VANCOUVER — Norman Tait, a Nisga'a First Nation artist whose work is displayed around the world, has died at the age of 75.
Tait was known for carving totems, but the self-taught artist's work also includes masks, jewelry and photos.
He died of cancer in Vancouver on May 21, one day after his birthday.
Valerie Tait, his oldest child, said in an interview Wednesday that her father's totems are on display in many locations, including his Nisga'a home in northwest British Columbia, Chicago and Japan, and he even carved a pole for the Royal Family in London.
She said he was thrilled by the Royal commission.
Master carver Norman Tait, of the Nisga'a First Nation in British Columbia, passed away last week at the age of 75.
"Especially when he was invited to go see her,'' she said, referring to Queen Elizabeth.
The totem pole sits in Bushy Park, a royal park in London, and features at its base a killer whale, considered the monarch of the sea, and on the top, an eagle, the monarch of the air.
Norman Tait graduated from the British Columbia Institute of Technology's millwright program in 1963 and later worked for the paper mill Skeena Cellulose in Prince Rupert, B.C.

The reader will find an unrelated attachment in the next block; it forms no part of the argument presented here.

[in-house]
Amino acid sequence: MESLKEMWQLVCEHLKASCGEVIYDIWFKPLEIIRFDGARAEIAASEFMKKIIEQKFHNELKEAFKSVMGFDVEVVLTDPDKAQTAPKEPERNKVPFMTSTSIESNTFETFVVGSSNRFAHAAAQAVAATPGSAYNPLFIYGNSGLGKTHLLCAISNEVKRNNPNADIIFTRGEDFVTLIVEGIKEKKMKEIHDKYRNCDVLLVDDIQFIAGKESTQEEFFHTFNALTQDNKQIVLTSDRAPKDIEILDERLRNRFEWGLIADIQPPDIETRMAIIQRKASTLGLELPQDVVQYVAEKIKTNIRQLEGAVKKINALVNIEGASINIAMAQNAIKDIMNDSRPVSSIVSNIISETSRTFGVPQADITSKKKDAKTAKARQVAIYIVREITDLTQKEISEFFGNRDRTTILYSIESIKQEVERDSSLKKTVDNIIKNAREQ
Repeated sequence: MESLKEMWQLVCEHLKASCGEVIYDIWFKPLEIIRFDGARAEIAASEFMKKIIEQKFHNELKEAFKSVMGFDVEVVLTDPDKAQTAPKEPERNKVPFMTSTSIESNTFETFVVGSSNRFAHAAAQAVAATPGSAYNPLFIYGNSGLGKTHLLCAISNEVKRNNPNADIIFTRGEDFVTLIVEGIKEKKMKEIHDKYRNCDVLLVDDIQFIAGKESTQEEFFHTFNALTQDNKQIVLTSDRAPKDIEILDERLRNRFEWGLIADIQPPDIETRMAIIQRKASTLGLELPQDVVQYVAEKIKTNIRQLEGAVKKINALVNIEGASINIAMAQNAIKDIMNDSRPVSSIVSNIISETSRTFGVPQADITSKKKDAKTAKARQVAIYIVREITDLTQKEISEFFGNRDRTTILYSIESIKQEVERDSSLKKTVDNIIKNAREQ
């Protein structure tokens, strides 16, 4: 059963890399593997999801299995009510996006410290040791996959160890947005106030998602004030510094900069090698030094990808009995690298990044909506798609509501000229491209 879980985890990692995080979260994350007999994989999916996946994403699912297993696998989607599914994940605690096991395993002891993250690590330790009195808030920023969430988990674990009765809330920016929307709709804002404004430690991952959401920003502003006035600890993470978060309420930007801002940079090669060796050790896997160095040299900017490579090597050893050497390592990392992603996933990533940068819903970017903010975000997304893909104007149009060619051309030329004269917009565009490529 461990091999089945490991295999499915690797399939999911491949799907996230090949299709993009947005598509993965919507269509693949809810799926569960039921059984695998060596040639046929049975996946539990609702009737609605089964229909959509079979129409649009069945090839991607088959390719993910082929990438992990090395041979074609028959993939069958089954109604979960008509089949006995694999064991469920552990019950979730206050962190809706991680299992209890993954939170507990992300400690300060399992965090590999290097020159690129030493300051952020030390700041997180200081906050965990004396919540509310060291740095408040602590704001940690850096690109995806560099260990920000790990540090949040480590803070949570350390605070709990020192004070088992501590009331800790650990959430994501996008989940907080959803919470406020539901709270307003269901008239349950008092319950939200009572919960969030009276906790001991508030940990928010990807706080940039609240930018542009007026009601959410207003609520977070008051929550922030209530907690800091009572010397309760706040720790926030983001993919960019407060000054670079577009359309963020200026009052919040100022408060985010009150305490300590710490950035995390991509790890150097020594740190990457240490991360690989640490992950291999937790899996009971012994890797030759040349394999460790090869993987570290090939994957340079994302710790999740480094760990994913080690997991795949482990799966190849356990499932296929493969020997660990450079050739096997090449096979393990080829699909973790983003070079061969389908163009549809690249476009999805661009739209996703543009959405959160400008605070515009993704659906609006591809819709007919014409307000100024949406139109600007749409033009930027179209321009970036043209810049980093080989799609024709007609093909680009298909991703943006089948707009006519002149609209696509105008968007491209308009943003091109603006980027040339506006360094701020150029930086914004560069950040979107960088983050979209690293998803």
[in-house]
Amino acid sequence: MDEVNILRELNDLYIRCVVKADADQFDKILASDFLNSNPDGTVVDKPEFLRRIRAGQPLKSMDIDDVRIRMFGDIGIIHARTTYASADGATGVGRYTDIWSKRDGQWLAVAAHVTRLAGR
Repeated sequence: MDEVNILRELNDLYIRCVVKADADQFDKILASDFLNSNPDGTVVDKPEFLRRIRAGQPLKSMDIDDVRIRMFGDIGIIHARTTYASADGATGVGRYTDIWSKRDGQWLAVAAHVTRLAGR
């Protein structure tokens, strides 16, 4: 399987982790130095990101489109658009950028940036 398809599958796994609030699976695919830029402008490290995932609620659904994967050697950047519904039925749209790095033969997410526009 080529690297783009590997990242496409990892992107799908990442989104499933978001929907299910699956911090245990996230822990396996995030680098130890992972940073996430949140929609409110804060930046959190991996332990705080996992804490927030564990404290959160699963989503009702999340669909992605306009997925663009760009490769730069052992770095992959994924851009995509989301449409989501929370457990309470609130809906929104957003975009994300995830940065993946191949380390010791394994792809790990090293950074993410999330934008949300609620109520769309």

He moved his family to Vancouver in 1971 and while waiting for millwright work, began to carve.
"He said he went through every place that he could find within his reach to study the work, the masters.''
But Valerie Tait said there were no Nisga'a carvers alive to teach him how it was done.
"That's when he started looking in all the museums. He said he went through every place that he could find within his reach to study the work, the masters.''
She said he soon began making more money carving than he did as a millwright.
Tait was the first person to have a solo exhibit at Vancouver's Museum of Anthropology with 125 pieces, a show which his daughter said he was extremely proud of.
Carver Norman Tait's 'Big Beaver Totem Pole' sits outside the Field Museum in Chicago, Ill. on Sept. 7, 2011. (Photo: Raymond Boyd/Michael Ochs Archives via Getty Images)
His work was featured in three books, and showcased in numerous exhibitions, performances and videos.
In 2012, he was presented with a British Columbia lifetime achievement award for his First Nations' Art.
Valerie Tait said her dad's legacy will be long lasting because of his unique style and through the many he taught to carve, including her son, his grandson, Kristopher.
She said her father hadn't finished a piece for a while before his death.
"It really hurt to him have idle hands,'' she said.
Norman Tait leaves behind his daughter, his son Micah, brothers and sisters, grandchildren and a great-granddaughter.